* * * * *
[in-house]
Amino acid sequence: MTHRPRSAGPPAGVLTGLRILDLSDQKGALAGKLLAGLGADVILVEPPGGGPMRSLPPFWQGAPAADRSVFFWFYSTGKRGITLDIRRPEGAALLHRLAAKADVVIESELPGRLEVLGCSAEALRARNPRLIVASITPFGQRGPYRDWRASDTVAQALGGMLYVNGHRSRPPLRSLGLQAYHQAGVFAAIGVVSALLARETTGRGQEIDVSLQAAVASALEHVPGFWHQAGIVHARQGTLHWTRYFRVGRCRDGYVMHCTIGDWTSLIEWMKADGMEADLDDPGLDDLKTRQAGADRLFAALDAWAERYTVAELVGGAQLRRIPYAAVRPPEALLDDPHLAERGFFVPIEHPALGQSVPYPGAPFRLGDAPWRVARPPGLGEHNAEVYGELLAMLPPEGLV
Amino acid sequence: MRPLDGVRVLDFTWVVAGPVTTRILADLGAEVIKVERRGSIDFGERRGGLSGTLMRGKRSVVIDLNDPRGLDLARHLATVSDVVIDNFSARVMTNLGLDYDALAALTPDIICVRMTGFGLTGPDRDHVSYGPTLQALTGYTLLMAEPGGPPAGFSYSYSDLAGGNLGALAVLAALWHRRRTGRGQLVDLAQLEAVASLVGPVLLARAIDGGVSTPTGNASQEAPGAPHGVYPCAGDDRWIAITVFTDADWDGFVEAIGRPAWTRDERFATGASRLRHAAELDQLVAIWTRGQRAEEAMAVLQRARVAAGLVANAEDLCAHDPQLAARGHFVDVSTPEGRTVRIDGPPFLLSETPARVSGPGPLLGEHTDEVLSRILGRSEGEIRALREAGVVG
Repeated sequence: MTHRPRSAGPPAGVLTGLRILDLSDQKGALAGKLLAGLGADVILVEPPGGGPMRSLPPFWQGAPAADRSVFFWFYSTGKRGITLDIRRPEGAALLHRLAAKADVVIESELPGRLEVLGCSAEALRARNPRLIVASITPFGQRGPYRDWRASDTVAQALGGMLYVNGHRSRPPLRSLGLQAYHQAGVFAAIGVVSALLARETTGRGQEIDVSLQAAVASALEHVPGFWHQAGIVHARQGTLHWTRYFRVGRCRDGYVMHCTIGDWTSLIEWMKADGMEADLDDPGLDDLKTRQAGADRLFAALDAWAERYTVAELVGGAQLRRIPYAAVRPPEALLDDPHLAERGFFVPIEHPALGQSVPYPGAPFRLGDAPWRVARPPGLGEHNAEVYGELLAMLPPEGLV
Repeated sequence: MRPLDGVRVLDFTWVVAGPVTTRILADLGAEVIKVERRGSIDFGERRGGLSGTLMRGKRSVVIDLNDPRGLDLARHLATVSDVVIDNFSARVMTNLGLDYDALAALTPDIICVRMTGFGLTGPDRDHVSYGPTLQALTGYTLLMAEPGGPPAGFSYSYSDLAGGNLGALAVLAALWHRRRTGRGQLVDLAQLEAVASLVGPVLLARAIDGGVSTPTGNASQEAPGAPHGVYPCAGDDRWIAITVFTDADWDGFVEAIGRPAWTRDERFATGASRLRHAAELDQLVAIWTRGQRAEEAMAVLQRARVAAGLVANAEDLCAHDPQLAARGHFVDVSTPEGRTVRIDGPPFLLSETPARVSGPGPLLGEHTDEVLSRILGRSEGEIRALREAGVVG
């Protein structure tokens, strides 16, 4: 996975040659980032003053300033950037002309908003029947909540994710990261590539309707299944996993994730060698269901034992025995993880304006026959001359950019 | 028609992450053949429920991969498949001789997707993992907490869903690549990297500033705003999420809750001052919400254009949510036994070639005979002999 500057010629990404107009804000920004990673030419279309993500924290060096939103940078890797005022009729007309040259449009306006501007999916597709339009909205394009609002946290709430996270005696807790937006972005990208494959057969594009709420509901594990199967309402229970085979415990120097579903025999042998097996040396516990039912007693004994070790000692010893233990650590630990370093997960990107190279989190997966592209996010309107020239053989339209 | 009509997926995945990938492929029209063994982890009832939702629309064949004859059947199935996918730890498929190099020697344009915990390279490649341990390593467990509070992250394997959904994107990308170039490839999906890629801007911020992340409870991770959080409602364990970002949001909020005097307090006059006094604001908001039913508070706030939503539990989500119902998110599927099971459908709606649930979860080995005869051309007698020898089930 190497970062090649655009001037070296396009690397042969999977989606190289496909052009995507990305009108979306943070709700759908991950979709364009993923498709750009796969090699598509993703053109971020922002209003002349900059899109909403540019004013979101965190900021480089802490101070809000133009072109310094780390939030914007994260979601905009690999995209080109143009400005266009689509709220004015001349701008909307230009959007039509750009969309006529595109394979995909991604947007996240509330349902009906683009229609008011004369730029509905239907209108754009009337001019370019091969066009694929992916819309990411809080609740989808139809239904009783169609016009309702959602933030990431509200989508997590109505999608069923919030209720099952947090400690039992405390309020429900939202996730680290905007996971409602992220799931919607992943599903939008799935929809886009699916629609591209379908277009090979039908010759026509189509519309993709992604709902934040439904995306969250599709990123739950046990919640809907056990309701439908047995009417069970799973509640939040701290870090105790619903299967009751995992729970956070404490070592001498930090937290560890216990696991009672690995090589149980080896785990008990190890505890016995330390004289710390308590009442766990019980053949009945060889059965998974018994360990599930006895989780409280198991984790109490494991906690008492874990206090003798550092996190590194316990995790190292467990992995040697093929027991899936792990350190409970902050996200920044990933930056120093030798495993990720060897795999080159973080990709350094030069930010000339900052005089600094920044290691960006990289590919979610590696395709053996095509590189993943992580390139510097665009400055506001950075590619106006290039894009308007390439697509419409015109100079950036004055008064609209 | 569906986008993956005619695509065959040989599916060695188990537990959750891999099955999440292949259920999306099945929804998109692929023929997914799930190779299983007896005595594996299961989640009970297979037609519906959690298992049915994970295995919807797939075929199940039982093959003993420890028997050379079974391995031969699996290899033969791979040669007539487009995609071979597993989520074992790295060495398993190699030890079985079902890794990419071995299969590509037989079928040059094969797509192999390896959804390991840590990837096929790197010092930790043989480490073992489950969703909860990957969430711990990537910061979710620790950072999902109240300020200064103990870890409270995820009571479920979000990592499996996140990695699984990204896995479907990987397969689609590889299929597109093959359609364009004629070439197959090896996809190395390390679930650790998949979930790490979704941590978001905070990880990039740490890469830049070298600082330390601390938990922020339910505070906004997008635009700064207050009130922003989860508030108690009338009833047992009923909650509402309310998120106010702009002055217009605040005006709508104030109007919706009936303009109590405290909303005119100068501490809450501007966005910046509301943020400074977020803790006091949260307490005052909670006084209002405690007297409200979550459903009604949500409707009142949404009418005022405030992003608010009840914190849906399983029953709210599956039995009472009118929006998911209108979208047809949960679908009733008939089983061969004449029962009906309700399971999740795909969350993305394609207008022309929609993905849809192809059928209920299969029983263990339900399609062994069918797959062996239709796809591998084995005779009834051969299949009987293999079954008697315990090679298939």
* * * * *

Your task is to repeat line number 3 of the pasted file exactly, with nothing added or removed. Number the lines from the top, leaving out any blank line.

Amino acid sequence: MRPLDGVRVLDFTWVVAGPVTTRILADLGAEVIKVERRGSIDFGERRGGLSGTLMRGKRSVVIDLNDPRGLDLARHLATVSDVVIDNFSARVMTNLGLDYDALAALTPDIICVRMTGFGLTGPDRDHVSYGPTLQALTGYTLLMAEPGGPPAGFSYSYSDLAGGNLGALAVLAALWHRRRTGRGQLVDLAQLEAVASLVGPVLLARAIDGGVSTPTGNASQEAPGAPHGVYPCAGDDRWIAITVFTDADWDGFVEAIGRPAWTRDERFATGASRLRHAAELDQLVAIWTRGQRAEEAMAVLQRARVAAGLVANAEDLCAHDPQLAARGHFVDVSTPEGRTVRIDGPPFLLSETPARVSGPGPLLGEHTDEVLSRILGRSEGEIRALREAGVVG